When more than 80 alums volunteer to spend a day showing current Longwood students the ropes of their jobs—and when the places they work include Ernst & Young, NatGeo Studios and the British embassy in Washington, D.C.—you know you’ve got an amazing network of caring and generous alumni.
More than 100 Longwood students got an inside look at a variety of organizations and careers over the 2020 winter break in the alumni office’s most successful Work Shadow Program ever, held virtually due to the pandemic. Participation by alumni and students more than tripled over last year.
One of those students, Aryanna Colvin ’23, described her work shadow experience with Lisa Johnson Black ’94, a teacher in UVA Children’s Hospital Education Program, as “amazing.”
“I would recommend trying this program out if you are a student who is curious about a certain career, on the fence or if you 100 percent know which career field you would like to go into—just want to see what a typical day is like for someone with that same job,” said Colvin, who is a special education major. “I’m so grateful for being able to participate in this. I can’t wait to do it again!”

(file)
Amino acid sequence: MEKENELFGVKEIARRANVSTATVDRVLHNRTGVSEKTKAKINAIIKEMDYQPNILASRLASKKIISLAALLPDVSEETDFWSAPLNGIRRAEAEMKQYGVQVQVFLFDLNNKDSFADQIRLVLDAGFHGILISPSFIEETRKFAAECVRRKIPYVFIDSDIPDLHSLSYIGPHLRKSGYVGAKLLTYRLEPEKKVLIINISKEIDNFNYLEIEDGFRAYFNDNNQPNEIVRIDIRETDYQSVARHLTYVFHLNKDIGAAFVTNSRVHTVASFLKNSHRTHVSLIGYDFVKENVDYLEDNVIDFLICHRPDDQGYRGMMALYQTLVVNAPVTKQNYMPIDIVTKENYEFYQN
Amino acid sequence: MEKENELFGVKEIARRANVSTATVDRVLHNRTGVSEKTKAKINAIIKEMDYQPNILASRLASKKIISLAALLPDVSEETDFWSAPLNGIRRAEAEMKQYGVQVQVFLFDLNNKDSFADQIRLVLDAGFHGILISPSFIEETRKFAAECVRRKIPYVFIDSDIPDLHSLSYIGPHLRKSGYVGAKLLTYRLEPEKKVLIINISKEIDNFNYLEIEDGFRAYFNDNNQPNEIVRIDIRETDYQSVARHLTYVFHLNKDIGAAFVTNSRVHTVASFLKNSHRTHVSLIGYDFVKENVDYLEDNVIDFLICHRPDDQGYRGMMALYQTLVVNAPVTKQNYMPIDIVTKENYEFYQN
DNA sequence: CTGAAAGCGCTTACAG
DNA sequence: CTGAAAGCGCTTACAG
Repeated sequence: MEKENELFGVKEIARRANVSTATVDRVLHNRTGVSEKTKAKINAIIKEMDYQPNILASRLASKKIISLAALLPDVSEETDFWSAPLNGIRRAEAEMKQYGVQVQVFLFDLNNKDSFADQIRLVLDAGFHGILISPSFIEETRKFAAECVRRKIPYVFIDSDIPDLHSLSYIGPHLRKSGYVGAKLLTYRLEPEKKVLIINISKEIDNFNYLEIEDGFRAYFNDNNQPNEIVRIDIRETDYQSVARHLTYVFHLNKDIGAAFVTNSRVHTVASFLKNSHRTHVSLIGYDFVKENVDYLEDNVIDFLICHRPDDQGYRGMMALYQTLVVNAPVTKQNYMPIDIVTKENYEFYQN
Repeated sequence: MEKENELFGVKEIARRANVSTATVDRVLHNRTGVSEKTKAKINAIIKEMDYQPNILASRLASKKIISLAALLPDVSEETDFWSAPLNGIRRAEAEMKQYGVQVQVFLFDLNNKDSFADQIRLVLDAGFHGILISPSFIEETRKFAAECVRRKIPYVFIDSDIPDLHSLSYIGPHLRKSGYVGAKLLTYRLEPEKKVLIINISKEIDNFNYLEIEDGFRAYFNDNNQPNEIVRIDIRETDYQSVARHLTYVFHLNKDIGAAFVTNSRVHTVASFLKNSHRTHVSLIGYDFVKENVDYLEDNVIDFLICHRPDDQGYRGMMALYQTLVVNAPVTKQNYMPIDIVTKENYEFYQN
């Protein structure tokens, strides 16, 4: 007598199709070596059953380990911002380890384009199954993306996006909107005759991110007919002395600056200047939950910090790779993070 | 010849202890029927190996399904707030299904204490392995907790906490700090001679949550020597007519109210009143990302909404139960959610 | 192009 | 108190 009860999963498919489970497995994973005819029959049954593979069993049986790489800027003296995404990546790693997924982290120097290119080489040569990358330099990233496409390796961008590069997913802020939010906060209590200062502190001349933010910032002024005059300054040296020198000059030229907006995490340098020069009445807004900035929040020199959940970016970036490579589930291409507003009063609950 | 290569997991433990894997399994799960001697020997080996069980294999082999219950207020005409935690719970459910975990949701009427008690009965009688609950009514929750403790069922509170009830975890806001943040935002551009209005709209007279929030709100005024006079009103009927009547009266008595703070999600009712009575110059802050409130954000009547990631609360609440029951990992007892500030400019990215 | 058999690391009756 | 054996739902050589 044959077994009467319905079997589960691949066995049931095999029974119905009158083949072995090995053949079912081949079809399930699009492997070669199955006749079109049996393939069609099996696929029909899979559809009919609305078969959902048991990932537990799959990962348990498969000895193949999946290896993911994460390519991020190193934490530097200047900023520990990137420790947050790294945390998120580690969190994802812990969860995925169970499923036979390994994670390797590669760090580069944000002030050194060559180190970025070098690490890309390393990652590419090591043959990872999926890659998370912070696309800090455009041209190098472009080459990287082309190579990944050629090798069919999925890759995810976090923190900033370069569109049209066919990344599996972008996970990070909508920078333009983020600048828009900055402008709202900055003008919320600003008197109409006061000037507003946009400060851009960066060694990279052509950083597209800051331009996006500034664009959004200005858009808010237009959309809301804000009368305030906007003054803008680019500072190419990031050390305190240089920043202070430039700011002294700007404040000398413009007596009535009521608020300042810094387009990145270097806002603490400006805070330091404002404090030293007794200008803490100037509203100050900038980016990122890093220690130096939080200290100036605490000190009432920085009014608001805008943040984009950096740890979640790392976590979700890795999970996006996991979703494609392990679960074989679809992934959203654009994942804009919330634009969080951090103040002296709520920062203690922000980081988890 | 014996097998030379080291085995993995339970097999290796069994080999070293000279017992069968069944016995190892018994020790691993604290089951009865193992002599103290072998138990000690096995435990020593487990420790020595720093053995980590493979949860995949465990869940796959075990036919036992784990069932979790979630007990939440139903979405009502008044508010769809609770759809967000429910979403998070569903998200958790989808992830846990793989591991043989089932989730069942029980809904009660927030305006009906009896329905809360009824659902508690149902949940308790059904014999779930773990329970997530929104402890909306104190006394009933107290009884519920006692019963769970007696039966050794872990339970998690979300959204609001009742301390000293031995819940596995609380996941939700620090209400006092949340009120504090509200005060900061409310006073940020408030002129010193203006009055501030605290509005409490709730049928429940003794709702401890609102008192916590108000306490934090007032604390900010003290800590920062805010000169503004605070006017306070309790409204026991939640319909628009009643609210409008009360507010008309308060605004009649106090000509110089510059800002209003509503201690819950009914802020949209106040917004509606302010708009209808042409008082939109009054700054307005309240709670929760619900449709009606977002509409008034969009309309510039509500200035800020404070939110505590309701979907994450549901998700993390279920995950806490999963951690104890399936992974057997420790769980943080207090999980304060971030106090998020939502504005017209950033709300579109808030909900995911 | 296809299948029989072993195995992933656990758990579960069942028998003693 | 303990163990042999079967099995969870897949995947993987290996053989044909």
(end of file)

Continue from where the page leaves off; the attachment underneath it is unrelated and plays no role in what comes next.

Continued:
Also among the student participants were two seniors originally from West Africa who were matched with Erin Weyen ’10, projects/corporate services manager for the Welsh government within the British Embassy in Washington.
“Our North American office just so happens to have three women of various African descent in the U.S. and Canada,” said Weyen. “I was able to coordinate a group Zoom session on what lessons and experiences my Welsh government colleagues could offer my work shadows in diplomacy, trade and international relations.”
For alums participating in the Work Shadow Program, passing along the kind of help they received as students is a common motivation.
“This was an easy way to give back and also share with the Longwood community what else is out there,” said Bharani Sankar ’16, who hosted two students at Rheaply, Inc., a resource management and exchange platform based in Chicago. “It was amazing to see students come in and make long-lasting relationships with members of our company.”
Weyen’s inspiration to participate came from the teachings of Saint David, the patron saint of Wales, who is often quoted as saying, “Gwnewch y pethau bychain mewn bywyd”—"Do the little things in life.”
“[This] is just one small thing I can do to make a big impact on Longwood students,” Weyen said.
Leave a Comment